I wanted to use time “suck” in the headline of this piece, but opted for “drain,” as perhaps guttural-sounding, “drain” is almost certainly more pleasing overall.
Plus, if you are a manager who has submitted to yet another meeting that has taken too much of your valuable time (in return for whatever little benefit you may have derived), “suck” is more aptly a word used to describe the overall nature of most internal meetings.
This problem is particularly insidious in larger companies.
For smaller companies, however, meetings conducted are typically shorter in duration, more productive and smaller in their numbers—something the big guys could use to learn.
Larger companies have more mid-level managers and this is the biggest reason for the lack of benefit or productivity during these meetings.
Conference calls are among the worst offenders when it comes to this detriment to good business communication.
As someone who has participated in his share of business meeting, round robin discussions of things I did not remember long afterwards, the thing I usually reflected upon post meeting the most, was the hollow feeling that what just transpired was yet another block of largely unproductive time I can never have back.
I realize there are many schools of thought on the subject of meetings.
Limiting the scope and number of internal meetings that an organization endeavors to engage in among its managers, though, is often one of the singular and most positively impacting cultural developments a company can have.
With the move from a manufacturing-based economy to a service-based one, the U.S. economy has also largely abandoned one of the biggest morale-boosting ambassadors of team and company culture it has ever known: the rarely seen in the wild these days dinosaur heretofore known as the Working Manager.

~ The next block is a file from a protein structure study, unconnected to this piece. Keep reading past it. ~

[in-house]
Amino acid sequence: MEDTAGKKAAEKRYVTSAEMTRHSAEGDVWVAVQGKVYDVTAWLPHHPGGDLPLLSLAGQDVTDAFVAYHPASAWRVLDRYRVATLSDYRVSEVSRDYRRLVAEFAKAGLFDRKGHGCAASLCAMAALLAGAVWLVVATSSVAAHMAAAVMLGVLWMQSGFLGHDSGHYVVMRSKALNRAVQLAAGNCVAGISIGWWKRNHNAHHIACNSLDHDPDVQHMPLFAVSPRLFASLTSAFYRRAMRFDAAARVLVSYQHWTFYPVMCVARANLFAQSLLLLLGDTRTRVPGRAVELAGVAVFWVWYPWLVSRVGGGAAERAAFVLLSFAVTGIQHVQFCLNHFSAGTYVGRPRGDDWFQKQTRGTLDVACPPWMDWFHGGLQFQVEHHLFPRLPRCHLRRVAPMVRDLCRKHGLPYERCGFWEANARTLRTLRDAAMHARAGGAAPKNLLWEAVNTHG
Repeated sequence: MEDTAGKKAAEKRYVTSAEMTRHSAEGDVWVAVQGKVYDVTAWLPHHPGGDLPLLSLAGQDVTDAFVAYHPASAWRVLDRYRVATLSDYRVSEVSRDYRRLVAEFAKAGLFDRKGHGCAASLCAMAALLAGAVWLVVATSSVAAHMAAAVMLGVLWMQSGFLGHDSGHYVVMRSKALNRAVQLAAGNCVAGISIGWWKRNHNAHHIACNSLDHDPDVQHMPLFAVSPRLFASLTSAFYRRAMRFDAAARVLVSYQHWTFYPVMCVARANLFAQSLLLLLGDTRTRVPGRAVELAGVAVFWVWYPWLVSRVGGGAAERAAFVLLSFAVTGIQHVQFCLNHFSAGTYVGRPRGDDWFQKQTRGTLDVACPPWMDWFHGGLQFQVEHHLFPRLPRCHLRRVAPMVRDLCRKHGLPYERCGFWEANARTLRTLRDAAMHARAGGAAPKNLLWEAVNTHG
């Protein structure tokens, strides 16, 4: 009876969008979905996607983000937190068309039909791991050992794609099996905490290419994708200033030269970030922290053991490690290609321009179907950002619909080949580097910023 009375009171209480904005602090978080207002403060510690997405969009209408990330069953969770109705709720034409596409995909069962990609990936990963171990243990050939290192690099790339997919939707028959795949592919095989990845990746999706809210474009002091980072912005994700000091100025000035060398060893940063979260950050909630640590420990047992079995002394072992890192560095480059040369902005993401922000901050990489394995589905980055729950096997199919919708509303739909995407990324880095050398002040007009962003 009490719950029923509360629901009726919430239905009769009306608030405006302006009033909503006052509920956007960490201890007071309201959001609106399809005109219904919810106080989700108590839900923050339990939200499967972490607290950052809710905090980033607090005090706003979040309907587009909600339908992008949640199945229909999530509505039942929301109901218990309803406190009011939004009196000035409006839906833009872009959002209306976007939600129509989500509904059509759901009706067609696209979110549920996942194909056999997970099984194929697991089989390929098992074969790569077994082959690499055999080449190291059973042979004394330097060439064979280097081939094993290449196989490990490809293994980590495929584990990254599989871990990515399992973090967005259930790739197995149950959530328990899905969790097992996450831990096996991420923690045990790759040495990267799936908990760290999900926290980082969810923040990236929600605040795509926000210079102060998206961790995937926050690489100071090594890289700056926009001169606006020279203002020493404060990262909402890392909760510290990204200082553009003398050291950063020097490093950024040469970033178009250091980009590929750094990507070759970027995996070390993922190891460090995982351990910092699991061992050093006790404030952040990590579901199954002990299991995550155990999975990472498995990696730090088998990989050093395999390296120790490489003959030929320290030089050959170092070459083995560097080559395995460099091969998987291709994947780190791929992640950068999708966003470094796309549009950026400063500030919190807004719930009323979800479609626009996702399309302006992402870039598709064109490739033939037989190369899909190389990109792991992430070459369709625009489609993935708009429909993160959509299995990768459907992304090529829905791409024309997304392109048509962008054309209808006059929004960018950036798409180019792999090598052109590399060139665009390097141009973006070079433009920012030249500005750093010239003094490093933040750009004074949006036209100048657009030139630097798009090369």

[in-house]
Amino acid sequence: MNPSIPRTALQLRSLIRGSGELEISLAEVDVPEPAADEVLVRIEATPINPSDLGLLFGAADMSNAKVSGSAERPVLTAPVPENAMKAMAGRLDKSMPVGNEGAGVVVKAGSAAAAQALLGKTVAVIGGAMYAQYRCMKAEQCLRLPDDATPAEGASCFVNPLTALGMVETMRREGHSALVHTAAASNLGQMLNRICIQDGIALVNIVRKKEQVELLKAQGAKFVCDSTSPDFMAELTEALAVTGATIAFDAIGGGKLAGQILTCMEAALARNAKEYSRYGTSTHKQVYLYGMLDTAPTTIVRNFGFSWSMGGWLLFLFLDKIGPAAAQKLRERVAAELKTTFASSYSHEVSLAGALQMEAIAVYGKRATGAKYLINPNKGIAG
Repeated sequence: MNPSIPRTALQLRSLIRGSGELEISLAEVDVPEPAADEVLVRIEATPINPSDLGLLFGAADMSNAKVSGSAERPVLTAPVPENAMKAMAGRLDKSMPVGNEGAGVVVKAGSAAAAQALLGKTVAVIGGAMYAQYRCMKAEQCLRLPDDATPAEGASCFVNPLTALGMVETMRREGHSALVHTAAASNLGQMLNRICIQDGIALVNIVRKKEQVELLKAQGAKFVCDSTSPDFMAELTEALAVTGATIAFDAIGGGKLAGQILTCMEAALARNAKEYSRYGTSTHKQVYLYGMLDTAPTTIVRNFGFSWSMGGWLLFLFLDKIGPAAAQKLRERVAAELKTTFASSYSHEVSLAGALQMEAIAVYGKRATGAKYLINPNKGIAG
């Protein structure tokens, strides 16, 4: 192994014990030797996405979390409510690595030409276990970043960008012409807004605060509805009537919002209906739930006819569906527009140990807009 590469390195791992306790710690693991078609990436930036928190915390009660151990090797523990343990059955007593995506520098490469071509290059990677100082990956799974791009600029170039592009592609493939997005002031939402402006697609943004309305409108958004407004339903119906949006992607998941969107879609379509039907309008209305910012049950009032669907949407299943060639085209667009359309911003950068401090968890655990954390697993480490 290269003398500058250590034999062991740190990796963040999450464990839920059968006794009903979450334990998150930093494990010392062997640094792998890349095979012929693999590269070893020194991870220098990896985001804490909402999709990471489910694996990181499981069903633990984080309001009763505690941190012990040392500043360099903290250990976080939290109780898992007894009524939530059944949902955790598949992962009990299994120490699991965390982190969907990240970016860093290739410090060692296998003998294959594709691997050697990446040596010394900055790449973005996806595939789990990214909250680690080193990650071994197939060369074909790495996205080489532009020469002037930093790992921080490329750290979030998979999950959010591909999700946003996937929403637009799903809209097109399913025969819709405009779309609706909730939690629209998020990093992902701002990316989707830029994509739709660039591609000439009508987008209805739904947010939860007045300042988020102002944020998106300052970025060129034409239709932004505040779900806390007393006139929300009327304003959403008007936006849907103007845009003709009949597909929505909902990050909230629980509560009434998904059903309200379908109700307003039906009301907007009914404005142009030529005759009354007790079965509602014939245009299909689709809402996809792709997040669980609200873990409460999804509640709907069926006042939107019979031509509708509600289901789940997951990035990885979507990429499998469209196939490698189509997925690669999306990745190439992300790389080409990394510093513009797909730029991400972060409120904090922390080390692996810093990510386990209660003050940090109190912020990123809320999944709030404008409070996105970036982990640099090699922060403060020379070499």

I have labored for both managers who have had no clue as to what I was doing job-wise and also for those who worked alongside me–fulfilling at least part-time, some of the functions I was.
I can assure you that employees are more likely to “go to the wall” for you, and consistently perform above and beyond, if their managers are at least available and accessible to them.
How do you realize this accessibility?
Reduce the number of unnecessary, lacking in structure and substance meetings you have internally, and the troops will quickly feel more aligned and engaged with you.
It is the “perception” that you spend more time in meetings in which nothing is communicated or passed down to your charges, which is often the single most egregious thing distancing employee-manager rapport.
Ignoring perception in this case is tantamount to jeopardizing your role as manager.
Do not buy in to the foolish notion that a lot of meetings equal job security, either.
Employees get that their managers need to be in meetings occasionally.
As managers, you need to get that they understand this. Demonstrate their importance to you and the organization by in turn increasing the amount of face time you give them.
To not do so, is to risk disconnect from even your best employees, who, while possessing the ability to work independently, can also learn to live without any supervision from you at all.
At this point, what kind of job security do all those meetings provide?